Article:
The GDP (gross domestic product) number controversy is hugely important for all those looking at stock market-linked returns for their money. Retail investors who are today pouring in almost ₹1 trillion a year, or about ₹8,000 crore a month, in equity funds, are basing their investments on Indian growth. That this 7-8% growth could have been false is cause for concern to these households. What happened to make them worry is this: India’s former chief economic adviser (CEA) Arvind Subramanian gave legs to the idea that India’s growth numbers were overstated in his paper, titled India’s GDP Mis-estimation: Likelihood, Magnitudes,Mechanisms, and Implications.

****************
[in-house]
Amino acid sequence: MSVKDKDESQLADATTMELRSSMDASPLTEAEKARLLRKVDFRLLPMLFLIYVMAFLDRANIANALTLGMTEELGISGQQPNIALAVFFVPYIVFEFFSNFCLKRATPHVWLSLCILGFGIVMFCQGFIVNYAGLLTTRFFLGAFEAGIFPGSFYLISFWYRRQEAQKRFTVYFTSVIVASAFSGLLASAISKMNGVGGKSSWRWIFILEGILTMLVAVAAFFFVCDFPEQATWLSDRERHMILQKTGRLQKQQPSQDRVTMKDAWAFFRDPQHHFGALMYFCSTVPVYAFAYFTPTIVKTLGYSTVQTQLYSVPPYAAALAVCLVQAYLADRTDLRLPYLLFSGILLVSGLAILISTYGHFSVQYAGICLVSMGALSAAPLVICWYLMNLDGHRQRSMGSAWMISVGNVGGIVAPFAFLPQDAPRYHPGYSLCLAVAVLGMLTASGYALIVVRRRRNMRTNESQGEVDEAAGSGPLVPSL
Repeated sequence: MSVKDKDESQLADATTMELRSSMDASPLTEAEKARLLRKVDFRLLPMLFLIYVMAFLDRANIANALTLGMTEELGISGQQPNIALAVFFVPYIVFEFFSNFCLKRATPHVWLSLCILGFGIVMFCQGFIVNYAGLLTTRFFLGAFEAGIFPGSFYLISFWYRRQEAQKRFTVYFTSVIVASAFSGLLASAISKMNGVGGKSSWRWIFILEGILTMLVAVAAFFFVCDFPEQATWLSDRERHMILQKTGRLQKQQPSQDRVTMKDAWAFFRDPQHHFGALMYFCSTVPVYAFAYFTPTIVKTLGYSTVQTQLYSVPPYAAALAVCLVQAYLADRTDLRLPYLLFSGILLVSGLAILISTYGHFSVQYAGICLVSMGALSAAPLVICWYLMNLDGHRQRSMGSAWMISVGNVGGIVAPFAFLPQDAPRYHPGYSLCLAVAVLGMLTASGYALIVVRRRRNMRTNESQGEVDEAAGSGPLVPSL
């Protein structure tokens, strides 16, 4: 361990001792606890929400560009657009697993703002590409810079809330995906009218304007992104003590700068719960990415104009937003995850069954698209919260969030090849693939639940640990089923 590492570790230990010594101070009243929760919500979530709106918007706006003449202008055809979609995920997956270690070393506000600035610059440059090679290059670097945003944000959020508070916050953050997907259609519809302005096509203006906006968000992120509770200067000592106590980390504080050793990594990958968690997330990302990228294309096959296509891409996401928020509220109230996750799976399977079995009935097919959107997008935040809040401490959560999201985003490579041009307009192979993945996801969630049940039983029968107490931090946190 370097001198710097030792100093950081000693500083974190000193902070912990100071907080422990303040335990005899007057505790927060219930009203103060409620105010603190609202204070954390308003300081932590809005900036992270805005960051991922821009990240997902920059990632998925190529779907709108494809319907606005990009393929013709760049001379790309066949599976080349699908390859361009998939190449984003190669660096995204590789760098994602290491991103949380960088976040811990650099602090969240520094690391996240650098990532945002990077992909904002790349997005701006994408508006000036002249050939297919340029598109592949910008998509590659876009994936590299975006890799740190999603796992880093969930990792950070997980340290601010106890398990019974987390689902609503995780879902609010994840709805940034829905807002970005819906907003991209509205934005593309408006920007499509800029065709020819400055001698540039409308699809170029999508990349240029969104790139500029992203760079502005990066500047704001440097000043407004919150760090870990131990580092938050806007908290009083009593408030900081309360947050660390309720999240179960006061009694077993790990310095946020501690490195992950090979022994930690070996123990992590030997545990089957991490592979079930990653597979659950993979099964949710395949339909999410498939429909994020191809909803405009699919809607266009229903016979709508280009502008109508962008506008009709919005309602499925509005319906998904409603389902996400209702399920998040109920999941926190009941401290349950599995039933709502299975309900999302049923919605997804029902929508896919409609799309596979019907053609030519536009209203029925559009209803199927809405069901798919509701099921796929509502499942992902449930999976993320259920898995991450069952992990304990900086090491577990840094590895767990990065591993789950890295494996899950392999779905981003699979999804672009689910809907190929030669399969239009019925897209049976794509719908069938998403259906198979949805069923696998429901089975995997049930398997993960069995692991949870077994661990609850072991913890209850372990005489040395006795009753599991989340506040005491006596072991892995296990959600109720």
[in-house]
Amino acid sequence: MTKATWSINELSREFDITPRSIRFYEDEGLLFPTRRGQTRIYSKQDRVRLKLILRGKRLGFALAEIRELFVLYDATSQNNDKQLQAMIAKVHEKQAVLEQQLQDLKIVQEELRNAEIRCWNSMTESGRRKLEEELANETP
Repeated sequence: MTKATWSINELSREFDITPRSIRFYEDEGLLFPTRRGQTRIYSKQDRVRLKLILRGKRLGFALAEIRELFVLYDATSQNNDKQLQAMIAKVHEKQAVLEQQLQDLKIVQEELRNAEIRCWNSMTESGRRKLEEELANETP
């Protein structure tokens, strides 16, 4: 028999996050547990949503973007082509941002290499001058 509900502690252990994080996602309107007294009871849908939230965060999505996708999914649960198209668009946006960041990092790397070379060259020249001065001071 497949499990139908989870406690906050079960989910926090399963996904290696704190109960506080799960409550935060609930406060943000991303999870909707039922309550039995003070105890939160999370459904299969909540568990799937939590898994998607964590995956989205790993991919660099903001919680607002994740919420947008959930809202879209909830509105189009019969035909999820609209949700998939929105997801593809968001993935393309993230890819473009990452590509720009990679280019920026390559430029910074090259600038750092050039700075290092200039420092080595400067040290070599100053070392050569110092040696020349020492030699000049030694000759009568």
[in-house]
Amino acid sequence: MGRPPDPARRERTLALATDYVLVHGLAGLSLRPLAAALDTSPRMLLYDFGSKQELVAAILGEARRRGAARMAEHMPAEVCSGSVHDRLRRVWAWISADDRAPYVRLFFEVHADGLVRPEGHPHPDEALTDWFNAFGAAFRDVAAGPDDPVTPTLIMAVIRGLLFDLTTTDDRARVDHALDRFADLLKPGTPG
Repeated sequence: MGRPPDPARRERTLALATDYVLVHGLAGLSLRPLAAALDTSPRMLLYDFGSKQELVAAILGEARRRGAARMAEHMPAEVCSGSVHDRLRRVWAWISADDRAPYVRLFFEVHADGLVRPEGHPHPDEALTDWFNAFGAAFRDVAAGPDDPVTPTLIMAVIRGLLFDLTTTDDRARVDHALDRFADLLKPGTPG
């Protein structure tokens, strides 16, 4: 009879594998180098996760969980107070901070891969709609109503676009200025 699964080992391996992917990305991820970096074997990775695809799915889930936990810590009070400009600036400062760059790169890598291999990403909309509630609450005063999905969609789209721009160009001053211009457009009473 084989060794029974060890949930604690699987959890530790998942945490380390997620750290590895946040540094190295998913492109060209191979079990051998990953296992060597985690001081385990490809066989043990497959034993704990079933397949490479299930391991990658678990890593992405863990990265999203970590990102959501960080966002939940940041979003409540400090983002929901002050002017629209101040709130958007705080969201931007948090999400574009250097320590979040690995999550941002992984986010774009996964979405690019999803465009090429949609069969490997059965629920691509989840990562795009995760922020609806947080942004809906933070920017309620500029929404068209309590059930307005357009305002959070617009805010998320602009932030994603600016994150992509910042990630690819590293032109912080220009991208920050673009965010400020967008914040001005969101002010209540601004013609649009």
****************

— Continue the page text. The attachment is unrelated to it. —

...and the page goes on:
He used a set of 17 indicators that are strongly correlated to GDP growth to estimate it and found a 2.5 percentage point overestimation per year for a six-year period ending 2017 (across UPA-2 and NDA-1). That a loud and vocal set of people is willing to simply take this number of 4.5% GDP growth on the basis of one academic paper, setting aside the entire statistical machinery of India whose only job is to do this math using well-established processes and systems, points to a hurry in grabbing any evidence they can find to suit an agenda. If somebody has already decided that this government is wrong no matter what, then they use any piece of data—real or imaginary—to support that belief. The government is putting out its response.